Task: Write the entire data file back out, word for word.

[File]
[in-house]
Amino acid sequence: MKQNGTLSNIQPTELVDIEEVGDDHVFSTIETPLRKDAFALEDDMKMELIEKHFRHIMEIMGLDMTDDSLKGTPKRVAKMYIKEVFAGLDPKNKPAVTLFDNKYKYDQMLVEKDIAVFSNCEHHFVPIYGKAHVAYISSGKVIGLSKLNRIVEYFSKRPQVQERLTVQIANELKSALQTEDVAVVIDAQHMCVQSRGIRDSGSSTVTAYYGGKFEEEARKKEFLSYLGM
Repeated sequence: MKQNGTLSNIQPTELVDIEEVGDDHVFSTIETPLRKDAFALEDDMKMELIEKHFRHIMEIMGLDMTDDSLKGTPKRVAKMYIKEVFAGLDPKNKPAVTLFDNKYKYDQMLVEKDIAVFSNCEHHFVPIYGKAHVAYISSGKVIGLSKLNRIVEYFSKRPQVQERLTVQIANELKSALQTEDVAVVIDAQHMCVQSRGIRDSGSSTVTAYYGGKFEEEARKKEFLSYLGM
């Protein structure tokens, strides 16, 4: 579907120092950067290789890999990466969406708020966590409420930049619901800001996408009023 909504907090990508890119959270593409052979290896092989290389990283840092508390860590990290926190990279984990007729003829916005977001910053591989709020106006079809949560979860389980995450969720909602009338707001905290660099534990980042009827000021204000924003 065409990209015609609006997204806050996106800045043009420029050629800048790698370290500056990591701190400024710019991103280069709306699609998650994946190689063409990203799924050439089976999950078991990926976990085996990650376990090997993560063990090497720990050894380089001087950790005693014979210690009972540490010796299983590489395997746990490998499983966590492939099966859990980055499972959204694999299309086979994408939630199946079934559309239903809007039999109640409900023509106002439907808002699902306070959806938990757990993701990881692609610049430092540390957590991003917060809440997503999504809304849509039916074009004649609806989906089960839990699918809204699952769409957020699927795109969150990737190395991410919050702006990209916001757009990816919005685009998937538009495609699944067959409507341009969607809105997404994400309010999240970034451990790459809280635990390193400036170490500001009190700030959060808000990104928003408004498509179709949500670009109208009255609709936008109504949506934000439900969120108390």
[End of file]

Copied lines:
[in-house]
Amino acid sequence: MKQNGTLSNIQPTELVDIEEVGDDHVFSTIETPLRKDAFALEDDMKMELIEKHFRHIMEIMGLDMTDDSLKGTPKRVAKMYIKEVFAGLDPKNKPAVTLFDNKYKYDQMLVEKDIAVFSNCEHHFVPIYGKAHVAYISSGKVIGLSKLNRIVEYFSKRPQVQERLTVQIANELKSALQTEDVAVVIDAQHMCVQSRGIRDSGSSTVTAYYGGKFEEEARKKEFLSYLGM
Repeated sequence: MKQNGTLSNIQPTELVDIEEVGDDHVFSTIETPLRKDAFALEDDMKMELIEKHFRHIMEIMGLDMTDDSLKGTPKRVAKMYIKEVFAGLDPKNKPAVTLFDNKYKYDQMLVEKDIAVFSNCEHHFVPIYGKAHVAYISSGKVIGLSKLNRIVEYFSKRPQVQERLTVQIANELKSALQTEDVAVVIDAQHMCVQSRGIRDSGSSTVTAYYGGKFEEEARKKEFLSYLGM
């Protein structure tokens, strides 16, 4: 579907120092950067290789890999990466969406708020966590409420930049619901800001996408009023 909504907090990508890119959270593409052979290896092989290389990283840092508390860590990290926190990279984990007729003829916005977001910053591989709020106006079809949560979860389980995450969720909602009338707001905290660099534990980042009827000021204000924003 065409990209015609609006997204806050996106800045043009420029050629800048790698370290500056990591701190400024710019991103280069709306699609998650994946190689063409990203799924050439089976999950078991990926976990085996990650376990090997993560063990090497720990050894380089001087950790005693014979210690009972540490010796299983590489395997746990490998499983966590492939099966859990980055499972959204694999299309086979994408939630199946079934559309239903809007039999109640409900023509106002439907808002699902306070959806938990757990993701990881692609610049430092540390957590991003917060809440997503999504809304849509039916074009004649609806989906089960839990699918809204699952769409957020699927795109969150990737190395991410919050702006990209916001757009990816919005685009998937538009495609699944067959409507341009969607809105997404994400309010999240970034451990790459809280635990390193400036170490500001009190700030959060808000990104928003408004498509179709949500670009109208009255609709936008109504949506934000439900969120108390």